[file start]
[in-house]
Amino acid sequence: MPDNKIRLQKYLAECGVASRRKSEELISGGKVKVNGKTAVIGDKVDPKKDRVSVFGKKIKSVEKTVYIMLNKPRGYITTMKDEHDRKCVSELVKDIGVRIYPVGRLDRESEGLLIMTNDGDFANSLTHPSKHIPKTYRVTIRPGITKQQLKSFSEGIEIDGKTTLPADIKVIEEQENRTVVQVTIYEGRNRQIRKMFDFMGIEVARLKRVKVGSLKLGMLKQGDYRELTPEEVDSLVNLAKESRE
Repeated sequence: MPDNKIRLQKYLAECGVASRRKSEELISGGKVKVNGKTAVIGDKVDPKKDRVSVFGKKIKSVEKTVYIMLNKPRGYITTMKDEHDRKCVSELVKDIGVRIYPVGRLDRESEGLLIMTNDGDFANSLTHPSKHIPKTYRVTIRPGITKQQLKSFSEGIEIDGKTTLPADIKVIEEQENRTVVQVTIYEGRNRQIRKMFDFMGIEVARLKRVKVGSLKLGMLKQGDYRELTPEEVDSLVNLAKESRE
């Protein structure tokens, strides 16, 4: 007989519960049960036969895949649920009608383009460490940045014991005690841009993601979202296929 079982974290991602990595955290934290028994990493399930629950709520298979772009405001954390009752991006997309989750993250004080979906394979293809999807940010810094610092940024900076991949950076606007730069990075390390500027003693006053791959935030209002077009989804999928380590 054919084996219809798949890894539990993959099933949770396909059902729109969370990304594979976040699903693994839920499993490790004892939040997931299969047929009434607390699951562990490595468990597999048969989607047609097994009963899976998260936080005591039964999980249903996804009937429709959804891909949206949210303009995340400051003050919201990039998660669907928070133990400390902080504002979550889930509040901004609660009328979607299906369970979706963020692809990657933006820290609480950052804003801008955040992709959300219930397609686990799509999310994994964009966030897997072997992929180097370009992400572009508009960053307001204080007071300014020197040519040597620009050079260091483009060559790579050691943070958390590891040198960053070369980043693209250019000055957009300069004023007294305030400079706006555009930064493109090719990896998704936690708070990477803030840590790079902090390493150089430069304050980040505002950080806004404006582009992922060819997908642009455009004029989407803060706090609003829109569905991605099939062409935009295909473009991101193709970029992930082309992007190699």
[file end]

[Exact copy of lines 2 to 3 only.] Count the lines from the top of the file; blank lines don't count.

Amino acid sequence: MPDNKIRLQKYLAECGVASRRKSEELISGGKVKVNGKTAVIGDKVDPKKDRVSVFGKKIKSVEKTVYIMLNKPRGYITTMKDEHDRKCVSELVKDIGVRIYPVGRLDRESEGLLIMTNDGDFANSLTHPSKHIPKTYRVTIRPGITKQQLKSFSEGIEIDGKTTLPADIKVIEEQENRTVVQVTIYEGRNRQIRKMFDFMGIEVARLKRVKVGSLKLGMLKQGDYRELTPEEVDSLVNLAKESRE
Repeated sequence: MPDNKIRLQKYLAECGVASRRKSEELISGGKVKVNGKTAVIGDKVDPKKDRVSVFGKKIKSVEKTVYIMLNKPRGYITTMKDEHDRKCVSELVKDIGVRIYPVGRLDRESEGLLIMTNDGDFANSLTHPSKHIPKTYRVTIRPGITKQQLKSFSEGIEIDGKTTLPADIKVIEEQENRTVVQVTIYEGRNRQIRKMFDFMGIEVARLKRVKVGSLKLGMLKQGDYRELTPEEVDSLVNLAKESRE